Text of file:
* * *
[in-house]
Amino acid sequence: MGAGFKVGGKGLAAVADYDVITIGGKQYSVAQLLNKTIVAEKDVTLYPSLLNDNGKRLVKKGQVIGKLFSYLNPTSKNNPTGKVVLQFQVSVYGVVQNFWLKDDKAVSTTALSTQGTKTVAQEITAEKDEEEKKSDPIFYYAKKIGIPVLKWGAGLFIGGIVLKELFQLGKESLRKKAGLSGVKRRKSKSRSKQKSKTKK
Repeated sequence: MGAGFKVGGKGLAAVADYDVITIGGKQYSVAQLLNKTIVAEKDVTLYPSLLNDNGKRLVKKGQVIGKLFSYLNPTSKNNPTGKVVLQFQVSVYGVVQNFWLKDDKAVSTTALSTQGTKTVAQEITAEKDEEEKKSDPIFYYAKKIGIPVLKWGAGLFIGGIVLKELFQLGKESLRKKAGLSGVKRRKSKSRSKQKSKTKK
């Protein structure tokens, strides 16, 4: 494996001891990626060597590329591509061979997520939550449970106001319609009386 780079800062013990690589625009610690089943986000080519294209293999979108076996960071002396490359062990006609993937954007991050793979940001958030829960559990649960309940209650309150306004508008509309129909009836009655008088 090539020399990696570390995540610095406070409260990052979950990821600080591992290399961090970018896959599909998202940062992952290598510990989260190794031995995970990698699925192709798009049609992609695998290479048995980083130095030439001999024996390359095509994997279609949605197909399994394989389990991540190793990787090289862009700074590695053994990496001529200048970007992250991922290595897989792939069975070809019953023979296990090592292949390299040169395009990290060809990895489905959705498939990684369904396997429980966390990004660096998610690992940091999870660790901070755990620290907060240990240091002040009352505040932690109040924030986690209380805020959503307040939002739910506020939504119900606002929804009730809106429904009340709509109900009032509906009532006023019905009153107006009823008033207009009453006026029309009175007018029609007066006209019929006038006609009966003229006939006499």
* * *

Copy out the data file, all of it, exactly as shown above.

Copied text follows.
[in-house]
Amino acid sequence: MGAGFKVGGKGLAAVADYDVITIGGKQYSVAQLLNKTIVAEKDVTLYPSLLNDNGKRLVKKGQVIGKLFSYLNPTSKNNPTGKVVLQFQVSVYGVVQNFWLKDDKAVSTTALSTQGTKTVAQEITAEKDEEEKKSDPIFYYAKKIGIPVLKWGAGLFIGGIVLKELFQLGKESLRKKAGLSGVKRRKSKSRSKQKSKTKK
Repeated sequence: MGAGFKVGGKGLAAVADYDVITIGGKQYSVAQLLNKTIVAEKDVTLYPSLLNDNGKRLVKKGQVIGKLFSYLNPTSKNNPTGKVVLQFQVSVYGVVQNFWLKDDKAVSTTALSTQGTKTVAQEITAEKDEEEKKSDPIFYYAKKIGIPVLKWGAGLFIGGIVLKELFQLGKESLRKKAGLSGVKRRKSKSRSKQKSKTKK
């Protein structure tokens, strides 16, 4: 494996001891990626060597590329591509061979997520939550449970106001319609009386 780079800062013990690589625009610690089943986000080519294209293999979108076996960071002396490359062990006609993937954007991050793979940001958030829960559990649960309940209650309150306004508008509309129909009836009655008088 090539020399990696570390995540610095406070409260990052979950990821600080591992290399961090970018896959599909998202940062992952290598510990989260190794031995995970990698699925192709798009049609992609695998290479048995980083130095030439001999024996390359095509994997279609949605197909399994394989389990991540190793990787090289862009700074590695053994990496001529200048970007992250991922290595897989792939069975070809019953023979296990090592292949390299040169395009990290060809990895489905959705498939990684369904396997429980966390990004660096998610690992940091999870660790901070755990620290907060240990240091002040009352505040932690109040924030986690209380805020959503307040939002739910506020939504119900606002929804009730809106429904009340709509109900009032509906009532006023019905009153107006009823008033207009009453006026029309009175007018029609007066006209019929006038006609009966003229006939006499």